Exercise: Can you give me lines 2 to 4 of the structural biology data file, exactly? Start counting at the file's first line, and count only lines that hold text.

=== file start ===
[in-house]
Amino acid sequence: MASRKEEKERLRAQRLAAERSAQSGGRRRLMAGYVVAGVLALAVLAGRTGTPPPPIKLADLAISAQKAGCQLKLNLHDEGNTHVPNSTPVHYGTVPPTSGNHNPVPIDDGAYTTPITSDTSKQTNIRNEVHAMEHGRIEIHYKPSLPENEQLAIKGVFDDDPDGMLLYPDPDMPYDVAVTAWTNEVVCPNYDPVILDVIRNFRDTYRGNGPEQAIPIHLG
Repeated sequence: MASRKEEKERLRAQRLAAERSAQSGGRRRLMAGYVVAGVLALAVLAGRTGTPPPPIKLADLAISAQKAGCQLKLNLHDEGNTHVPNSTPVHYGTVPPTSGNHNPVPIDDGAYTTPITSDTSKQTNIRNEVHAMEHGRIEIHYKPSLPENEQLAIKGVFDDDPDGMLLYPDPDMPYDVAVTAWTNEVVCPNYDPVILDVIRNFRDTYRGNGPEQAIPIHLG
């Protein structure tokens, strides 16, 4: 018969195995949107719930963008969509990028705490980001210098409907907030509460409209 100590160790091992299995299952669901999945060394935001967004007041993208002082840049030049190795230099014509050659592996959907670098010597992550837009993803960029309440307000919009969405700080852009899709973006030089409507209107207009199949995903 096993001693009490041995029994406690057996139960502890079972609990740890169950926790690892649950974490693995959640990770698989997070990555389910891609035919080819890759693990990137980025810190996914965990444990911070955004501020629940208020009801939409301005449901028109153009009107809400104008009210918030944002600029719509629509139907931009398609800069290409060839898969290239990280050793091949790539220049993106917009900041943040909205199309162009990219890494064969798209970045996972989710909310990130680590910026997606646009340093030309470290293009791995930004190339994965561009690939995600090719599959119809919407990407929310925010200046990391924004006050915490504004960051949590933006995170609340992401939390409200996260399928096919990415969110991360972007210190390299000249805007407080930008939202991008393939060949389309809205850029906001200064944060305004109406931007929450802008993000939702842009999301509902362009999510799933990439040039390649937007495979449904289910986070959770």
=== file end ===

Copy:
Amino acid sequence: MASRKEEKERLRAQRLAAERSAQSGGRRRLMAGYVVAGVLALAVLAGRTGTPPPPIKLADLAISAQKAGCQLKLNLHDEGNTHVPNSTPVHYGTVPPTSGNHNPVPIDDGAYTTPITSDTSKQTNIRNEVHAMEHGRIEIHYKPSLPENEQLAIKGVFDDDPDGMLLYPDPDMPYDVAVTAWTNEVVCPNYDPVILDVIRNFRDTYRGNGPEQAIPIHLG
Repeated sequence: MASRKEEKERLRAQRLAAERSAQSGGRRRLMAGYVVAGVLALAVLAGRTGTPPPPIKLADLAISAQKAGCQLKLNLHDEGNTHVPNSTPVHYGTVPPTSGNHNPVPIDDGAYTTPITSDTSKQTNIRNEVHAMEHGRIEIHYKPSLPENEQLAIKGVFDDDPDGMLLYPDPDMPYDVAVTAWTNEVVCPNYDPVILDVIRNFRDTYRGNGPEQAIPIHLG
């Protein structure tokens, strides 16, 4: 018969195995949107719930963008969509990028705490980001210098409907907030509460409209 100590160790091992299995299952669901999945060394935001967004007041993208002082840049030049190795230099014509050659592996959907670098010597992550837009993803960029309440307000919009969405700080852009899709973006030089409507209107207009199949995903 096993001693009490041995029994406690057996139960502890079972609990740890169950926790690892649950974490693995959640990770698989997070990555389910891609035919080819890759693990990137980025810190996914965990444990911070955004501020629940208020009801939409301005449901028109153009009107809400104008009210918030944002600029719509629509139907931009398609800069290409060839898969290239990280050793091949790539220049993106917009900041943040909205199309162009990219890494064969798209970045996972989710909310990130680590910026997606646009340093030309470290293009791995930004190339994965561009690939995600090719599959119809919407990407929310925010200046990391924004006050915490504004960051949590933006995170609340992401939390409200996260399928096919990415969110991360972007210190390299000249805007407080930008939202991008393939060949389309809205850029906001200064944060305004109406931007929450802008993000939702842009999301509902362009999510799933990439040039390649937007495979449904289910986070959770």